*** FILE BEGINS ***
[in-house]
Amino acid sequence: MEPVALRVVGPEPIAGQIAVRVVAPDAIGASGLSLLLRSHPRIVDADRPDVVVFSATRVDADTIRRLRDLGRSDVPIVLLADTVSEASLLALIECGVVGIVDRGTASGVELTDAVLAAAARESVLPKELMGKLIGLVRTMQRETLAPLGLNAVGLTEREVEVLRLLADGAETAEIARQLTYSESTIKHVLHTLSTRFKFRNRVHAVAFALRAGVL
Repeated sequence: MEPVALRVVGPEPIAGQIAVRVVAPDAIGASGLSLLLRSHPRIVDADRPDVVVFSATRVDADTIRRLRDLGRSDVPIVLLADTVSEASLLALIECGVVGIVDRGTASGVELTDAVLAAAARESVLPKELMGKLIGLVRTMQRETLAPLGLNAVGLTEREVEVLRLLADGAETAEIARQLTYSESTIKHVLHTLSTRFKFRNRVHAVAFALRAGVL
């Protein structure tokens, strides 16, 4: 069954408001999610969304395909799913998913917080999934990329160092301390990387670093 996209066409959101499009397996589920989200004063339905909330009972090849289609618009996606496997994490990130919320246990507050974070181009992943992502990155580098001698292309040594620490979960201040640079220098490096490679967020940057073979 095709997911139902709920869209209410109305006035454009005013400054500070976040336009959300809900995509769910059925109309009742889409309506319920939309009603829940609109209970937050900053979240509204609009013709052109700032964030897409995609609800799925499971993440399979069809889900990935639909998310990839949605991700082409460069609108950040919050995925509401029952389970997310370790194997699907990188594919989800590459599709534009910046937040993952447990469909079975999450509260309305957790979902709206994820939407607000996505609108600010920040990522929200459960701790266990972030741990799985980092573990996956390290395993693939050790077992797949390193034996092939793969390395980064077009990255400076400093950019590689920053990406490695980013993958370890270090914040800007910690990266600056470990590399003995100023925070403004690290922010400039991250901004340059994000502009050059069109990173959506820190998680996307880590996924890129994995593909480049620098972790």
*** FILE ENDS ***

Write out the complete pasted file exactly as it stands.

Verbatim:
[in-house]
Amino acid sequence: MEPVALRVVGPEPIAGQIAVRVVAPDAIGASGLSLLLRSHPRIVDADRPDVVVFSATRVDADTIRRLRDLGRSDVPIVLLADTVSEASLLALIECGVVGIVDRGTASGVELTDAVLAAAARESVLPKELMGKLIGLVRTMQRETLAPLGLNAVGLTEREVEVLRLLADGAETAEIARQLTYSESTIKHVLHTLSTRFKFRNRVHAVAFALRAGVL
Repeated sequence: MEPVALRVVGPEPIAGQIAVRVVAPDAIGASGLSLLLRSHPRIVDADRPDVVVFSATRVDADTIRRLRDLGRSDVPIVLLADTVSEASLLALIECGVVGIVDRGTASGVELTDAVLAAAARESVLPKELMGKLIGLVRTMQRETLAPLGLNAVGLTEREVEVLRLLADGAETAEIARQLTYSESTIKHVLHTLSTRFKFRNRVHAVAFALRAGVL
């Protein structure tokens, strides 16, 4: 069954408001999610969304395909799913998913917080999934990329160092301390990387670093 996209066409959101499009397996589920989200004063339905909330009972090849289609618009996606496997994490990130919320246990507050974070181009992943992502990155580098001698292309040594620490979960201040640079220098490096490679967020940057073979 095709997911139902709920869209209410109305006035454009005013400054500070976040336009959300809900995509769910059925109309009742889409309506319920939309009603829940609109209970937050900053979240509204609009013709052109700032964030897409995609609800799925499971993440399979069809889900990935639909998310990839949605991700082409460069609108950040919050995925509401029952389970997310370790194997699907990188594919989800590459599709534009910046937040993952447990469909079975999450509260309305957790979902709206994820939407607000996505609108600010920040990522929200459960701790266990972030741990799985980092573990996956390290395993693939050790077992797949390193034996092939793969390395980064077009990255400076400093950019590689920053990406490695980013993958370890270090914040800007910690990266600056470990590399003995100023925070403004690290922010400039991250901004340059994000502009050059069109990173959506820190998680996307880590996924890129994995593909480049620098972790």